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GE to Present OLED Substrate Findings

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PHOENIX, Feb. 7, 2006-- A substrate system for flexible organic light-emitting diodes (OLEDs) being developed by GE Global Research will be the topic of a presentation at the Flexible Displays & Microelectronics Conference, being held this week in Phoenix, Ariz.
The system features a developmental high-temperature Lexan polycarbonate film from GE Plastics combined with a transparent, ultrahigh-barrier coating to help protect the OLED device against oxygen and moisture. GE said the research, which is jointly funded by the US Display Consortium (USDC) and GE, is designed to address the critical need for plastic substrates that can enable cost-effective, lightweight, flexible organic displays.
Min Yan, GE materials scientist, will give a presentation on the new substrate system, which is being produced in batch mode and will ultimately be moved to a roll-to-roll process for cost efficiency. In addition, GE Plastics is featuring a variety of plastic films for electrical/electronic display applications during the exhibition.
Fabricating an OLED on a plastic substrate instead of glass offers a number of design and usage benefits, GE said in a statement. "A plastic substrate is rugged, lighter in weight, easier to transport and suitable for high-volume manufacturing that can lower systems costs. And this flexibility enables new display designs and configurations not currently envisioned in current rigid displays," the company said.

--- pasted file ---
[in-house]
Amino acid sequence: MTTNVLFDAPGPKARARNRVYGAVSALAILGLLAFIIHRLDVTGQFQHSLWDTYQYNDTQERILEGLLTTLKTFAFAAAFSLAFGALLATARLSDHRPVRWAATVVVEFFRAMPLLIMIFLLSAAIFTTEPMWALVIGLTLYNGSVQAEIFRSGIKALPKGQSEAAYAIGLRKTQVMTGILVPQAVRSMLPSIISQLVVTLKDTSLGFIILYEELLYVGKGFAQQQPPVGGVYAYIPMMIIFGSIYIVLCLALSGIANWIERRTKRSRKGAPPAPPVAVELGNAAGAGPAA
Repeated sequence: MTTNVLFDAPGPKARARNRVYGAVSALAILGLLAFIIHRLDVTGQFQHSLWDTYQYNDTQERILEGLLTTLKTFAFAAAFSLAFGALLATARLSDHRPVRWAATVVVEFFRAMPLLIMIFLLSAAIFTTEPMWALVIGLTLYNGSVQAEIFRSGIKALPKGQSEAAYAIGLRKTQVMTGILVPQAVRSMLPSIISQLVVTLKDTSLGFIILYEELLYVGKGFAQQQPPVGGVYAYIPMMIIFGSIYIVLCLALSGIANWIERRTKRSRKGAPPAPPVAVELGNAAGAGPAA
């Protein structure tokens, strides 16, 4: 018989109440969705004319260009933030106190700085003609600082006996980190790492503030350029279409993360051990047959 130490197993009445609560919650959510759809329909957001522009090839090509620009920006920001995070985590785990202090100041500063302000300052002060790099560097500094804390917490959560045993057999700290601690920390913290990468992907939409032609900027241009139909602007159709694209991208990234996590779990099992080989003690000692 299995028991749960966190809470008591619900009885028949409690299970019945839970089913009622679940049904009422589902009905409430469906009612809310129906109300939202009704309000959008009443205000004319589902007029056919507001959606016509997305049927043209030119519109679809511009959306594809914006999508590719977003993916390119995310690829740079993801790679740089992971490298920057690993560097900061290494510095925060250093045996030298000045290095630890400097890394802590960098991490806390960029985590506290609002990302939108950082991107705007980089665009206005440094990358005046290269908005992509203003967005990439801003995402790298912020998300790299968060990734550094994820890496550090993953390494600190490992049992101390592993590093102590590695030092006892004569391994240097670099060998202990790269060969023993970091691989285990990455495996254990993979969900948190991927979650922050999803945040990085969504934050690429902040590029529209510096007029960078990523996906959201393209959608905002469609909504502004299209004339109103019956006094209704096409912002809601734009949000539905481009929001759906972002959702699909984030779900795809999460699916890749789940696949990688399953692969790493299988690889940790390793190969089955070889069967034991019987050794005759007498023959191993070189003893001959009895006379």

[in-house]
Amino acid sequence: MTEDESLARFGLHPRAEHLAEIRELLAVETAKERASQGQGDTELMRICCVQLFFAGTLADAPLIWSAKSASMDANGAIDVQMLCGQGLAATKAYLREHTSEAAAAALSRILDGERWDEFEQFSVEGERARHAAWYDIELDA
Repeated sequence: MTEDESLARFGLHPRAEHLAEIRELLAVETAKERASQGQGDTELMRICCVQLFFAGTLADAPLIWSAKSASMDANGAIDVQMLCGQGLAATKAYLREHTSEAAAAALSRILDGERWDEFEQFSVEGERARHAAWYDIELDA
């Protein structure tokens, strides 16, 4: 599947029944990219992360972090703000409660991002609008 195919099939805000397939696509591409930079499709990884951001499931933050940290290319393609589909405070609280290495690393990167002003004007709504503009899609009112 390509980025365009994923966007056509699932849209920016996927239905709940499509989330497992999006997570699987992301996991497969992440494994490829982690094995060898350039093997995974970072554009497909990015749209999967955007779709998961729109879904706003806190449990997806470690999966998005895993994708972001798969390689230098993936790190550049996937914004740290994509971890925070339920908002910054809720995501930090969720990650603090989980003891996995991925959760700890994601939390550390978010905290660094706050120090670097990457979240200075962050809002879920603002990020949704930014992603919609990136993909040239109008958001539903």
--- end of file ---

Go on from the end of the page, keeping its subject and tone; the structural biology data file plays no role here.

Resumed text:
The GE system uses the high-temperature resistance and clarity of transparent Lexan film -- properties that enable the 125-micron-thick substrate to withstand the heat involved in OLED fabrication and to allow optimal light transmission from the device. The unique graded organic/inorganic barrier coating, which is applied using plasma-enhanced chemical vapor deposition, meets the stringent requirements for fabricating OLEDs. The transparent coating prevents degradation of the device from oxygen, moisture, chemicals and electrical conductivity while promoting light transmission.
In 2006, with funding from USDC, GE said it will focus on optimizing roll-to-roll barrier coating processes and will evaluate the economic feasibility of its coated plastic substrate system in a wide variety of display applications.
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Feb 2006
chemicalsConsumerFlexible Displays & Microelectronics Conferenceflexible organic light-emitting diodesGE Global ResearchindustrialNews & FeaturesOLEDssubstrate

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